Oregon lawmakers introduce bill to eliminate proof of legal residence requirement for driver’s licenses/IDs

by DCG

Oregon has automatic voter registration at the DMV. To ensure only US citizens vote, the Oregon Secretary of State web site states, “The Elections Division will only send OMV Cards to people who have provided documentation that they are U.S. citizens. Oregon voters are also required to attest to their qualifications –including citizenship — at the time they submit their ballot.”

As reported by Oregon LiveOregonians should not be required to prove they are U.S. citizens or legal residents to drive a car.

That’s the premise behind a bill filed in Salem this week by a bipartisan group of state lawmakers. If passed opens the door for non-citizens to obtain legal Oregon driver’s licenses, learner’s permits or general identification cards. It wouldn’t apply to commercial driver’s licenses.

The Equal Access to Roads Act would amend state law to allow drivers to submit a statement saying they have “not been assigned a Social Security number” instead of producing documents proving U.S. citizenship or legal residency. Qualified applicants would still have to pass a driver’s test and show they live in Oregon. The bill would not apply to learner’s permits or commercial driver’s licenses.

The bill comes as Oregon in July 2020 will begin issuing driver’s licenses that comply with the 2005 REAL ID Act, which requires states to verify citizenship and add other security features for state licenses. Either a federally recognized form of identification like a passport or Real ID card will be required for any passenger to board domestic flights starting in October 2020.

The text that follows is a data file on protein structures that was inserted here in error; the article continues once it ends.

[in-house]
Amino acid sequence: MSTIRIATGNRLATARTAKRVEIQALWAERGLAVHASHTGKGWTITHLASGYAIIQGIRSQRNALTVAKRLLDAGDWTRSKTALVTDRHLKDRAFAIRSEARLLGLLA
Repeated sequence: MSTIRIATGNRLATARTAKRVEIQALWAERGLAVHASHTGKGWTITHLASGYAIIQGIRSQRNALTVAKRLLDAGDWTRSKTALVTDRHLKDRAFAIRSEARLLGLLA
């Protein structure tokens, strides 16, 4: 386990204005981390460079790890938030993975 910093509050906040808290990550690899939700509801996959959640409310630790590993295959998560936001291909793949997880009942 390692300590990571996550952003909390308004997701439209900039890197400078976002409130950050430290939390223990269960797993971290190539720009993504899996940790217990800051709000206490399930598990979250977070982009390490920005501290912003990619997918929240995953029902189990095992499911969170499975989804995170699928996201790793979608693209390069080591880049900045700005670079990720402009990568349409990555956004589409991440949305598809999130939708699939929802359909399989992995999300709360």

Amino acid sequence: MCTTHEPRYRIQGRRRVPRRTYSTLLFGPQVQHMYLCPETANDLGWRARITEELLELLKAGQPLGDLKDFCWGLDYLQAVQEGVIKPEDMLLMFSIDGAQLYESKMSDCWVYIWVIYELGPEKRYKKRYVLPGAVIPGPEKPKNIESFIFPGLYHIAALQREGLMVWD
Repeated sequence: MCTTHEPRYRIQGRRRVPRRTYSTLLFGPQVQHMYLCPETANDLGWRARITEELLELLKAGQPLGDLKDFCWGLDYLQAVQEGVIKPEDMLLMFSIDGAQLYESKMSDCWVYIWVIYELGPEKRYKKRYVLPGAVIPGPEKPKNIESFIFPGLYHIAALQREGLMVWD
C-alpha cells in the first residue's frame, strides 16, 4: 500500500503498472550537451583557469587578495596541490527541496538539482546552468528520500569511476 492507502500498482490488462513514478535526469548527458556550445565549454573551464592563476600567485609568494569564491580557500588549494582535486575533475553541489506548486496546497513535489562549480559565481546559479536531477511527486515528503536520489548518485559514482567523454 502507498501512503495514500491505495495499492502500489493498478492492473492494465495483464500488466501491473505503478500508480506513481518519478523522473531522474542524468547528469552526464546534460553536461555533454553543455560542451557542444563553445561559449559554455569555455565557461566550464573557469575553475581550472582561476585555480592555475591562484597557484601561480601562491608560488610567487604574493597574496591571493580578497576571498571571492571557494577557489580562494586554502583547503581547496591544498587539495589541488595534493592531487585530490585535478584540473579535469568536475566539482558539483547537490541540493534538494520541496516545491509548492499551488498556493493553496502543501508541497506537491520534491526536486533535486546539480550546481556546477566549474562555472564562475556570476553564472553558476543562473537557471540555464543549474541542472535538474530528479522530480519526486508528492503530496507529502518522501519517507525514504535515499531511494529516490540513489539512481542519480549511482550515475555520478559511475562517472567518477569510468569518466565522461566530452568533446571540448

Proponents say the bill is a logical move that will benefit all Oregonians who are either unwilling or unable to comply with those federal requirements, not just those undocumented workers who may rely on cars to get work, school or elsewhere around the state.

Rep. Diego Hernandez, D-Portland, one of HB 2015’s five chief-sponsors, said it makes sense to give all Oregonians an option other than paying more money for a Real ID starting next year. “Many people are impacted by these strict requirements,” Hernandez said, “including the elderly, domestic violence survivors and immigrants.”

He said that having access to driver’s licenses without producing additional paperwork eliminates a roadblock to getting an essential piece of identification.

If approved, the bill would be effective January 2021. Oregon would still have two licenses if the bill dies in Salem – a Real ID compliant one and a non-Real ID card. The bill removes the legal residency requirements for the non-Real ID license while adding additional civil protections so driver’s licenses holders can’t be discriminated against for not having a Real ID.

Gov. Kate Brown issued a statement in support of the bill. “As a mixed urban and rural state, many Oregonians depend on the ability to drive to support their families and go to school, the doctor, and the grocery store,” Brown said. “Increasing access to driver’s licenses means more Oregonians will safely access their jobs, education, and the services they rely on.“

The bill comes more than a decade after Oregon last issued eight-year driver’s licenses to residents without requiring they produce documentation proving they are citizens or legal residents.

Read the whole story here.

DCG